Corporate boards: climate disclosure and climate liability

Canadian companies aren’t doing much about the climate crisis. Are they ignoring the science? The regulators? Or the risk of liability?

The science is beyond reasonable doubt. Canada is heating up twice as fast as the global average. Wildfires are increasing, growing seasons are changing, extreme weather damage is rising. Many people hope that “normal” will come back, but the climate we grew up with is gone and cannot return. Nor have we reached a “new normal”. Instead, we are beginning to see the end of “normal”. 

If we want a world that is less stable and safe than today, but with manageable transition risks and reasonable food security, we can’t let world average temperature rise more than 1.5°C. Unless we’re willing to bet our planet on some magical technology that doesn’t yet exist, that means everyone slashing fossil use more than 5% every year.

Canadian companies aren’t. Instead, Canada is a surprisingly big part of the problem. Despite our tiny population, Canada is a world top 10 climate polluter. Most Canadian boards seem to blithely expect that business can continue much as usual. Investment in clean and renewable energy is rising, but banks keep putting billions of dollars into fossil fuels and into the urban sprawl that burns them. These investments will worsen economic, health and environmental damage during the lives of today’s children. 

Do boards and investors know it? Disclosure of such risks by Canadian publicly traded companies “needs improvement” (according to the Canadian Securities Administrators) and regulators are taking notice. Just in 2019: 

  • 1.     The Bank of Canada recognized climate change as a key vulnerability in the Canadian financial system. 
    • warned pension funds and insurance companies:

    To quantify their [climate risk] exposure and develop strategic approaches for making the transition to fewer carbon-linked assets, and

    To analyze their exposure to carbon-based asset repricing and develop policies to reflect possible future changes.

    • are “well on their way to becoming the global benchmark” and there is “intensifying pressure on companies and investors to adopt” them, including federal government support in Budget 2019. However, inadequate disclosure of climate risks is harming financial markets:

    A reliable, consistent and comparable bottom-up view of climate risk exposure is essential to proper assessment and pricing…[This is]particularly relevant to Canada, given the severe physical and financial risks associated with our country’s accelerated rate of warming.

    Climate change-related risks are mainstream business issues

    even if they are more uncertain, and have a longer time horizon, than other business risks. Climate risk disclosure must now be clear, understandable, and entity specific, and must take longer-term risks and consequences into account. Boards with little expertise in climate risks must acquire it.

    Every Canadian board of directors is therefore now on notice: it must get serious about its climate risks. And many should worry about liability.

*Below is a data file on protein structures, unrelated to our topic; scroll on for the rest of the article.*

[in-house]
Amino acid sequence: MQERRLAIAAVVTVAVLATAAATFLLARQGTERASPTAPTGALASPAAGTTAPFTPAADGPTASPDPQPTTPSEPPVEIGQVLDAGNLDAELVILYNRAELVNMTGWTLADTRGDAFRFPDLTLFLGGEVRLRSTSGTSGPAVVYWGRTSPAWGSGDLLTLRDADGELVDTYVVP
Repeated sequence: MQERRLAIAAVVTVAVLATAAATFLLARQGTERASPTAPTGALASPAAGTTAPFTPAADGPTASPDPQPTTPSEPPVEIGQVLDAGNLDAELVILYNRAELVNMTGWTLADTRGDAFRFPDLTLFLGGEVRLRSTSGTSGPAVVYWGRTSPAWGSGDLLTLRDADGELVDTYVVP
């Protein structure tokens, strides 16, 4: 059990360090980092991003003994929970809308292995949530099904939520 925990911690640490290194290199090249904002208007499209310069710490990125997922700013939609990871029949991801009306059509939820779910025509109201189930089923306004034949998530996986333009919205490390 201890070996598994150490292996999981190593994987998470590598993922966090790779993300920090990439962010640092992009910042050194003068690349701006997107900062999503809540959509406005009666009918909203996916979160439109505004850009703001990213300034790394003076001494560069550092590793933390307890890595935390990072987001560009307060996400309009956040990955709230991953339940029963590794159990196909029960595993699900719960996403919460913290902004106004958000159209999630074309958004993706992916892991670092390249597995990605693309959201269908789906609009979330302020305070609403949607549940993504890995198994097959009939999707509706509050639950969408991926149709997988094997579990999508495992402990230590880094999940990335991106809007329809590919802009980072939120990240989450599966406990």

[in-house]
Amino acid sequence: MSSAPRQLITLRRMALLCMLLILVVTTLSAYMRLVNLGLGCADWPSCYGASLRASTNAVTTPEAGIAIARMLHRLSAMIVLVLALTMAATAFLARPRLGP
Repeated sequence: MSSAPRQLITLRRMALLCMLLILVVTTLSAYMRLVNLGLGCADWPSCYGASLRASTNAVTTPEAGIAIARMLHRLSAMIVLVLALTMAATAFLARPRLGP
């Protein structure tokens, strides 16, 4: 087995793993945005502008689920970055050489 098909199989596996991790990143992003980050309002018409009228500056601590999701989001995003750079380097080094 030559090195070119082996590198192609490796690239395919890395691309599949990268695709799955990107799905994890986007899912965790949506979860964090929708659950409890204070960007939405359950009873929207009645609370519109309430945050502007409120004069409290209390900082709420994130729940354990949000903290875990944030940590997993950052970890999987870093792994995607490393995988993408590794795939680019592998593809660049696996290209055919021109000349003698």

The Superintendent of Financial Institutions had good reason to recognize climate liability as “a top concern”. The more than 1200 climate-related court cases around the world are having some success. Just in 2019, courts blocked billions of dollars of projects, including an Australian coal mine, and coal-fired power plants in Kenya, Turkey, and Poland. A German higher court allowed a Peruvian villager to sue a German electric utility for its 0.5% share of emissions that are melting the glacier that protects his village. The state of Rhode Island has won its preliminary battles and may now sue Chevron, Shell, BP and others for billions in climate damage. Scientific advances, e.g. improved attribution of the causes of disasters,are making these cases stronger.

    In Canada, climate liability got a big boost this year when the Quebec Court of Appeal ordered tobacco companies to pay Quebec smokers $15 billion. The court ruled that tobacco companies had intentionally sold their product without informing consumers of the deadly consequences, actively casting doubt on more accurate information. As documented in The Merchants of Doubt, fossil fuel companies have done the same. 

    Investors in tobacco companies have long known about the risk of liability, but shrugged it off as the day of reckoning never seemed to arrive. The Quebec class action was only one of 20 lawsuits against Canada’s tobacco companies.Yet this single decision instantly made the Canadian tobacco companies insolvent. Within two weeks, they were in bankruptcy protection.

    Other Canadian boards are fooling themselves if they think this cannot happen to them. Foreseeability is the fundamental moral glue of tort law. Today, foreseeable climate damage is already in the tens of trillions of dollars, enormously larger than that of liability for either asbestos or tobacco, and fossil fuel use is the known main cause. No one can claim ignorance any more.

    Published in the Toronto Star, August 25, 2019

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